Advertising editor tries his hand at flower arrangement


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Halfway through my first flower arranging class, chaired by famous New York floral designer Oscar Mora– it is obvious that I do not have a latent green thumb. However, I feel desperately green. As shown, I created a grid of duct tape on top of my vase to secure my nascent bouquet. Unfortunately, the net setup is more worldly than precise on graph paper, and a botched camellia leaf rescue mission caused a key section to sag. Yet Mora’s charm is such that, when he slips in to review my progress and sings, “You’re a natural!” I almost believe it. Almost.

The warm reassurance of the specialist in floral design does not make me a neophyte in his advanced seminar at FlowerSchool New York, Manhattan’s prestigious hub for the floral arts. Of the dozen or so students gathered in the academy’s workspace in Chelsea, a few pursue careers in floral design. Mora, wearing a playful indigo blazer, made the arrangement simple in the first half of the session, as he crafted a blushing assemblage in striking black vases. But as my classmates skillfully build their own designs, ranging from large items (branches, hydrangeas, peonies) to small (black calla lilies), I, now the executioner of three carnations, learn that the process does. is not as easy as it sounds. .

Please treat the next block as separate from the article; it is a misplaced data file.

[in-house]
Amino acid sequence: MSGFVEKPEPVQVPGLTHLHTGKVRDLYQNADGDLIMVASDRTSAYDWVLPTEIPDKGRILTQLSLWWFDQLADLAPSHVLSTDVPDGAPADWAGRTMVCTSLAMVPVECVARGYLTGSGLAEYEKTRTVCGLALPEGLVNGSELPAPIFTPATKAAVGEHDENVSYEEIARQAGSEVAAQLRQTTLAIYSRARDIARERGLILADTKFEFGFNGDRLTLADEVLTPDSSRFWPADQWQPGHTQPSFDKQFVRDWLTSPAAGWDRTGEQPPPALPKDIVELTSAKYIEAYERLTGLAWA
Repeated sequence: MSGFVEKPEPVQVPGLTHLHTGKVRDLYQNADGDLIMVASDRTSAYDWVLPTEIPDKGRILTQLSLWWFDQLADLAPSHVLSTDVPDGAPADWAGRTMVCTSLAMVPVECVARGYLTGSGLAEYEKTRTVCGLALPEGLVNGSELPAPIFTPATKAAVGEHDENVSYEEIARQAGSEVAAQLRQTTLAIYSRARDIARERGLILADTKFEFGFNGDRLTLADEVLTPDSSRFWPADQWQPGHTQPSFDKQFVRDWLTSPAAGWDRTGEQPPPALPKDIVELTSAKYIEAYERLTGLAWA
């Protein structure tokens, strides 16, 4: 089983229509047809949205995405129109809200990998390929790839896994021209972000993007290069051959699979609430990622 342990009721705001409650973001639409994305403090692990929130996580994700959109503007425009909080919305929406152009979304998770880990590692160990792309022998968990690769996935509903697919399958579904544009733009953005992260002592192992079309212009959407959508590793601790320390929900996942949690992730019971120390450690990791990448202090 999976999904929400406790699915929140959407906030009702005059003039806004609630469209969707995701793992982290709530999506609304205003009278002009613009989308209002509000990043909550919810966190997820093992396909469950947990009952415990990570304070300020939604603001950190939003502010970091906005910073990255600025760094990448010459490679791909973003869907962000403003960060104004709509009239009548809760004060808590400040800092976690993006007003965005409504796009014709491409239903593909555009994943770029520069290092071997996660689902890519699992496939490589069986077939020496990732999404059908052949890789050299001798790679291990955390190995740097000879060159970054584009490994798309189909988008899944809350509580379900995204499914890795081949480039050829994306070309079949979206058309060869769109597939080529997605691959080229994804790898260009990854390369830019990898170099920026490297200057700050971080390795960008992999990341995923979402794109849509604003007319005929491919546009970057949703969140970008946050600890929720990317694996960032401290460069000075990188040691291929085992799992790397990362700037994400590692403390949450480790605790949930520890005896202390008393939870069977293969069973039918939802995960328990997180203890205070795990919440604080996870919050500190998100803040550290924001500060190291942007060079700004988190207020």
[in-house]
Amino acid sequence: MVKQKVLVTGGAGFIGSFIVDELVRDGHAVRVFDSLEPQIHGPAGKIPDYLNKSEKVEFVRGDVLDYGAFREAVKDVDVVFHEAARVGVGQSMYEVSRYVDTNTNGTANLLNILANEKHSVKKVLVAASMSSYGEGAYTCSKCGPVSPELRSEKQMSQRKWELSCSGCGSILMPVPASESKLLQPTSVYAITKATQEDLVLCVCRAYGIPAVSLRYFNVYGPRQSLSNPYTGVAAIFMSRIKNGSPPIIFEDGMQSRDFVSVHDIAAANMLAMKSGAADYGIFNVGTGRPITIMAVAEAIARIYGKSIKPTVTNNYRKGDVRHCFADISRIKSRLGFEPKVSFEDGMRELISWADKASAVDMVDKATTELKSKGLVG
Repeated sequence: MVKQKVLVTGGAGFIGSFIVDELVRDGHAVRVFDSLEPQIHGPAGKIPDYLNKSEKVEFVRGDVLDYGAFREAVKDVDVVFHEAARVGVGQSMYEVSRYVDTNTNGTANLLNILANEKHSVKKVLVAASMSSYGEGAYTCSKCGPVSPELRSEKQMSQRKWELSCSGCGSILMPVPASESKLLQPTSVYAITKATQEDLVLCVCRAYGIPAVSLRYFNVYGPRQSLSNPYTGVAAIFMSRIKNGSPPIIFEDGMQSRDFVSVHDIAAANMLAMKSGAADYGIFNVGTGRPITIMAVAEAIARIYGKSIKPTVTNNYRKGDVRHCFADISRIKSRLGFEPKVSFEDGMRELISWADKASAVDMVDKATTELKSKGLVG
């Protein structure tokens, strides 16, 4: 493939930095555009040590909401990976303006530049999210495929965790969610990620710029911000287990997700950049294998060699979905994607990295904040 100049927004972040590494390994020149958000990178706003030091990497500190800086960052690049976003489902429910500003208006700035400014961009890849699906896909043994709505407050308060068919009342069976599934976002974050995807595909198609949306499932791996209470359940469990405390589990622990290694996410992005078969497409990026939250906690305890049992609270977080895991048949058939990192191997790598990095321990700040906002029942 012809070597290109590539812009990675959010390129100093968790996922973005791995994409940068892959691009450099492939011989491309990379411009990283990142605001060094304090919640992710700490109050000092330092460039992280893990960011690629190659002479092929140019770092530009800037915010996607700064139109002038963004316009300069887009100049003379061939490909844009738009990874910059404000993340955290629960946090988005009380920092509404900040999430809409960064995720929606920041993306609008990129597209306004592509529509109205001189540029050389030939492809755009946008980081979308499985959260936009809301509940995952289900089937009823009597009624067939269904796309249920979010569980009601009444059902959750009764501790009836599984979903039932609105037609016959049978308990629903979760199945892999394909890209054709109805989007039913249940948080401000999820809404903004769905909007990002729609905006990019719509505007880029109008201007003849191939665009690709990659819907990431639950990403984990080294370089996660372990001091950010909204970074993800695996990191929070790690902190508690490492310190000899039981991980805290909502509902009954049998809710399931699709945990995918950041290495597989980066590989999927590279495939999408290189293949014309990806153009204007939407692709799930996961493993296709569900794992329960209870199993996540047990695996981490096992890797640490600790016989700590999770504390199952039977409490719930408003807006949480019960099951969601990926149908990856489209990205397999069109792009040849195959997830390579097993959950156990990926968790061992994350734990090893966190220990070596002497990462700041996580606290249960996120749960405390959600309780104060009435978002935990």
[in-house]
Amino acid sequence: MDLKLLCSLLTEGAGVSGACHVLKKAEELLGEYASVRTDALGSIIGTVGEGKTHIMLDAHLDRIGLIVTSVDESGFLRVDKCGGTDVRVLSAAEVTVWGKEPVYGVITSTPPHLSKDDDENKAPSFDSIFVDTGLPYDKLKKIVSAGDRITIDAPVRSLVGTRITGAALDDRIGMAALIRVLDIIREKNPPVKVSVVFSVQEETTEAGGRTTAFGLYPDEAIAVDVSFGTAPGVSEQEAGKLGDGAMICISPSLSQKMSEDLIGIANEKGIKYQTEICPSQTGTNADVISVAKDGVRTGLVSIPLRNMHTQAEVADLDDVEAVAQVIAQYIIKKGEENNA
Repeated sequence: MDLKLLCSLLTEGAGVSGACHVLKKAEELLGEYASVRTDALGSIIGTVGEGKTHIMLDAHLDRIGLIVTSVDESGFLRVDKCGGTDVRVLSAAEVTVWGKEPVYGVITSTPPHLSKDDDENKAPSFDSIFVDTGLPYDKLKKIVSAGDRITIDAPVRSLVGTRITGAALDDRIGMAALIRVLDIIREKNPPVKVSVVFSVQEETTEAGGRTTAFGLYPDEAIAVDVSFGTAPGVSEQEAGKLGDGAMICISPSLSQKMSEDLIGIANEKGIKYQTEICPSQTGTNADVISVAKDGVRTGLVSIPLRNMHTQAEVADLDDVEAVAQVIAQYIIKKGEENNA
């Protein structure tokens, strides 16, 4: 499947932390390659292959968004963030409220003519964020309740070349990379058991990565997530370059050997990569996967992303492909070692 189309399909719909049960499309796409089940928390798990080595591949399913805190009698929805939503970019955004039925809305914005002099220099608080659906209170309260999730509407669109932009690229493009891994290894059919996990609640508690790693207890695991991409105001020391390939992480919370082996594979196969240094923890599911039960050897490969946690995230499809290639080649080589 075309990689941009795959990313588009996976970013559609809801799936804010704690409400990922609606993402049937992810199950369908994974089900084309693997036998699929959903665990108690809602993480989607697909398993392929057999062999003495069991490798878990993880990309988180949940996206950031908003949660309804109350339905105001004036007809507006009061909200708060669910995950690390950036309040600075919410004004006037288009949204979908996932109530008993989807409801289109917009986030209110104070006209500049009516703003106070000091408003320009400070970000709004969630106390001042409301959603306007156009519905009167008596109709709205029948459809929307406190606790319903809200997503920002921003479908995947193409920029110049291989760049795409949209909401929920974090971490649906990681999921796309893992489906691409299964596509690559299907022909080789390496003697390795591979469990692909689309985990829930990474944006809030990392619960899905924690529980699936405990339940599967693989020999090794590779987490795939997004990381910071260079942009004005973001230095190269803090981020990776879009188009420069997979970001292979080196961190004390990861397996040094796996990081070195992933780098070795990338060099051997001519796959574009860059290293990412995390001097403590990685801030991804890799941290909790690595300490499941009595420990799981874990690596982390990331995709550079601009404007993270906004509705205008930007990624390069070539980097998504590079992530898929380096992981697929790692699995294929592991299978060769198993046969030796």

Mora watch A D associate editor Rebecca Santiago the basics of flower arrangement.

Of necessity, my personal interview with Mora after class also serves as a remedial class. Over the course of prosecco, we talk about his accidental career path as he shows me how to curl a calla lily stem (“with your fingers, like a ribbon”) and clear overgrown sections (“a little busy here no?”) .

Born and raised in Caracas, Venezuela, Mora explains that color was ubiquitous in the architectural palette of his hometown and that it was a defining influence in his life from an early age. Before moving to New York and becoming a staple in the fashion world (his installations graced fashion houses including Valentino, Max Mara, Gucci, and Chanel), the Renaissance man dabbled in painting and decoration. “So it was very organic for me, then, the transition to floral design,” he says. “These three activities use a similar layering process. He stops to adjust a sprig of camellia. “On that note, look at this fantastic moment you have here!”

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Rosalie M. Dehner